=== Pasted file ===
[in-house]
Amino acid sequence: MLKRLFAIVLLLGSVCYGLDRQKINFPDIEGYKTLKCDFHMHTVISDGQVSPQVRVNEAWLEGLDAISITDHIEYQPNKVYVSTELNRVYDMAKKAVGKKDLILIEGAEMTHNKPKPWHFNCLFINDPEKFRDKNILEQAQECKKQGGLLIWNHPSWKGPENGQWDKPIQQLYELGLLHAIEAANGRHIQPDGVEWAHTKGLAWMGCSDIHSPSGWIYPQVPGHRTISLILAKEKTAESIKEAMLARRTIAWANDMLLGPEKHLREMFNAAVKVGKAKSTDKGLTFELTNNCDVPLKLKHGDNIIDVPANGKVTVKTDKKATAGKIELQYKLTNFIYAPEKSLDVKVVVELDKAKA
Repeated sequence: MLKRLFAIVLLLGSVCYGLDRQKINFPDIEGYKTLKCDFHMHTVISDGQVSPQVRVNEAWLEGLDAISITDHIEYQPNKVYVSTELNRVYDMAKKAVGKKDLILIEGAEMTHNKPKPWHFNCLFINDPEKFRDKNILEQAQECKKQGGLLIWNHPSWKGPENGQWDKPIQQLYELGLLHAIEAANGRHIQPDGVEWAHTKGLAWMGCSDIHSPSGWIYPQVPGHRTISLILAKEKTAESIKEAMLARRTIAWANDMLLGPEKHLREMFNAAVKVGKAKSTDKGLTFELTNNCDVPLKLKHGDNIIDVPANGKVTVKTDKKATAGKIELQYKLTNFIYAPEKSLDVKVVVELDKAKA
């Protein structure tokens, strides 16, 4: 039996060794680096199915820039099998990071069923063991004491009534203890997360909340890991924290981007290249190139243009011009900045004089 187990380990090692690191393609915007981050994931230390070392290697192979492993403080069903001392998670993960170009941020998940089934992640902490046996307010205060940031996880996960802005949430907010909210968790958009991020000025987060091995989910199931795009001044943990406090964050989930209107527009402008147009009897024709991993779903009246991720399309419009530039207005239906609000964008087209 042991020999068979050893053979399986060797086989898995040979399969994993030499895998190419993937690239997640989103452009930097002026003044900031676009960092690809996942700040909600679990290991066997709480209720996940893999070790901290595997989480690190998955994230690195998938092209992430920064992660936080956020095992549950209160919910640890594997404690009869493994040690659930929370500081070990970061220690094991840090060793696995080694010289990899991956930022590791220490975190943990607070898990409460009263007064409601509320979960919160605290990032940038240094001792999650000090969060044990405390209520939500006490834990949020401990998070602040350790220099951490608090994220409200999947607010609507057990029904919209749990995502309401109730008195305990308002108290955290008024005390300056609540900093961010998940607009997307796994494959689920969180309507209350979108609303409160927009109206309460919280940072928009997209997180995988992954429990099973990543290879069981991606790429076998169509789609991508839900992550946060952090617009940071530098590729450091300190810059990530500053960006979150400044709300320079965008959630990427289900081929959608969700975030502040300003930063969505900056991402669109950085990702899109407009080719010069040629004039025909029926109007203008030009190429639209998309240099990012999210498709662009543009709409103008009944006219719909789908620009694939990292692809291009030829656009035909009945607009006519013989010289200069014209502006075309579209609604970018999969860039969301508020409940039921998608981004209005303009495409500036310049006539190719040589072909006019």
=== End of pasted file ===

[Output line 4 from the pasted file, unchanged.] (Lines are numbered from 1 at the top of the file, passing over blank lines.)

């Protein structure tokens, strides 16, 4: 039996060794680096199915820039099998990071069923063991004491009534203890997360909340890991924290981007290249190139243009011009900045004089 187990380990090692690191393609915007981050994931230390070392290697192979492993403080069903001392998670993960170009941020998940089934992640902490046996307010205060940031996880996960802005949430907010909210968790958009991020000025987060091995989910199931795009001044943990406090964050989930209107527009402008147009009897024709991993779903009246991720399309419009530039207005239906609000964008087209 042991020999068979050893053979399986060797086989898995040979399969994993030499895998190419993937690239997640989103452009930097002026003044900031676009960092690809996942700040909600679990290991066997709480209720996940893999070790901290595997989480690190998955994230690195998938092209992430920064992660936080956020095992549950209160919910640890594997404690009869493994040690659930929370500081070990970061220690094991840090060793696995080694010289990899991956930022590791220490975190943990607070898990409460009263007064409601509320979960919160605290990032940038240094001792999650000090969060044990405390209520939500006490834990949020401990998070602040350790220099951490608090994220409200999947607010609507057990029904919209749990995502309401109730008195305990308002108290955290008024005390300056609540900093961010998940607009997307796994494959689920969180309507209350979108609303409160927009109206309460919280940072928009997209997180995988992954429990099973990543290879069981991606790429076998169509789609991508839900992550946060952090617009940071530098590729450091300190810059990530500053960006979150400044709300320079965008959630990427289900081929959608969700975030502040300003930063969505900056991402669109950085990702899109407009080719010069040629004039025909029926109007203008030009190429639209998309240099990012999210498709662009543009709409103008009944006219719909789908620009694939990292692809291009030829656009035909009945607009006519013989010289200069014209502006075309579209609604970018999969860039969301508020409940039921998608981004209005303009495409500036310049006539190719040589072909006019």